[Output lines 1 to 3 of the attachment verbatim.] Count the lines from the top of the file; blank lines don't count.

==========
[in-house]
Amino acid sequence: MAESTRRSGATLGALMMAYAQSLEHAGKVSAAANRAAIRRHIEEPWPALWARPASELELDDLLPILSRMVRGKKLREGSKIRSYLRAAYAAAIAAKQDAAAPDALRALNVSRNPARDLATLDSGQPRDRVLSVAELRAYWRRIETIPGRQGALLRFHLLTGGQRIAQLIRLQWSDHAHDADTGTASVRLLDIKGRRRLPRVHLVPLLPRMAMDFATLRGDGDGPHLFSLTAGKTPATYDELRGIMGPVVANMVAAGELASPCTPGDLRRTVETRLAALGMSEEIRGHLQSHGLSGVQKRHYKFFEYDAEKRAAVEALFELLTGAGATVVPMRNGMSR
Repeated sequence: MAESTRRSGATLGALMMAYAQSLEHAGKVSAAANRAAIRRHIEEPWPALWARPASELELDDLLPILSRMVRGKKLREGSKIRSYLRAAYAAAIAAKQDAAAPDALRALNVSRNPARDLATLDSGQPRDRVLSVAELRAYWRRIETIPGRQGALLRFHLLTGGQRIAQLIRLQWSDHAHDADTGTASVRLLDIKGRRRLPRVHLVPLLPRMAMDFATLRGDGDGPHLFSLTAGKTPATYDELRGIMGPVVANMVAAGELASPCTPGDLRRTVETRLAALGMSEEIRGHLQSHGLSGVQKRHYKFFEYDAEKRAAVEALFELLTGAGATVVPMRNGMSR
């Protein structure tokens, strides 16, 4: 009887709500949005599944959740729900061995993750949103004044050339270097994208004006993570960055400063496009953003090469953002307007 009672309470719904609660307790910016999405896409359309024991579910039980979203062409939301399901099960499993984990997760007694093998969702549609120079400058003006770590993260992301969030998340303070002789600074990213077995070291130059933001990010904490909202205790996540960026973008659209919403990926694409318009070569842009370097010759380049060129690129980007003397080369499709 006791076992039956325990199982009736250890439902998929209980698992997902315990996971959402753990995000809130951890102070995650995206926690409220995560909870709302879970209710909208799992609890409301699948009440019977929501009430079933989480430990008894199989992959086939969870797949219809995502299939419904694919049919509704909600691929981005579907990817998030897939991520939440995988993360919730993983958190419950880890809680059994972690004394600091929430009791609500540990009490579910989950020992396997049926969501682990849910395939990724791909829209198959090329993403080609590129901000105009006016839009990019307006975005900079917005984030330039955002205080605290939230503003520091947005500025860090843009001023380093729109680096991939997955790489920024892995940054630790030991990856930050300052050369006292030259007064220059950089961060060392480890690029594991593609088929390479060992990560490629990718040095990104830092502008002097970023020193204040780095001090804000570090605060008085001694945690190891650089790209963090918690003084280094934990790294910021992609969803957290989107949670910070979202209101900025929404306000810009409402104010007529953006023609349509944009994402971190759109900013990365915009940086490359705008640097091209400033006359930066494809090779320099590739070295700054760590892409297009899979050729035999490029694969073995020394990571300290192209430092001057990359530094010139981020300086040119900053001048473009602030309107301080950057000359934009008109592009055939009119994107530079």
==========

[in-house]
Amino acid sequence: MAESTRRSGATLGALMMAYAQSLEHAGKVSAAANRAAIRRHIEEPWPALWARPASELELDDLLPILSRMVRGKKLREGSKIRSYLRAAYAAAIAAKQDAAAPDALRALNVSRNPARDLATLDSGQPRDRVLSVAELRAYWRRIETIPGRQGALLRFHLLTGGQRIAQLIRLQWSDHAHDADTGTASVRLLDIKGRRRLPRVHLVPLLPRMAMDFATLRGDGDGPHLFSLTAGKTPATYDELRGIMGPVVANMVAAGELASPCTPGDLRRTVETRLAALGMSEEIRGHLQSHGLSGVQKRHYKFFEYDAEKRAAVEALFELLTGAGATVVPMRNGMSR
Repeated sequence: MAESTRRSGATLGALMMAYAQSLEHAGKVSAAANRAAIRRHIEEPWPALWARPASELELDDLLPILSRMVRGKKLREGSKIRSYLRAAYAAAIAAKQDAAAPDALRALNVSRNPARDLATLDSGQPRDRVLSVAELRAYWRRIETIPGRQGALLRFHLLTGGQRIAQLIRLQWSDHAHDADTGTASVRLLDIKGRRRLPRVHLVPLLPRMAMDFATLRGDGDGPHLFSLTAGKTPATYDELRGIMGPVVANMVAAGELASPCTPGDLRRTVETRLAALGMSEEIRGHLQSHGLSGVQKRHYKFFEYDAEKRAAVEALFELLTGAGATVVPMRNGMSR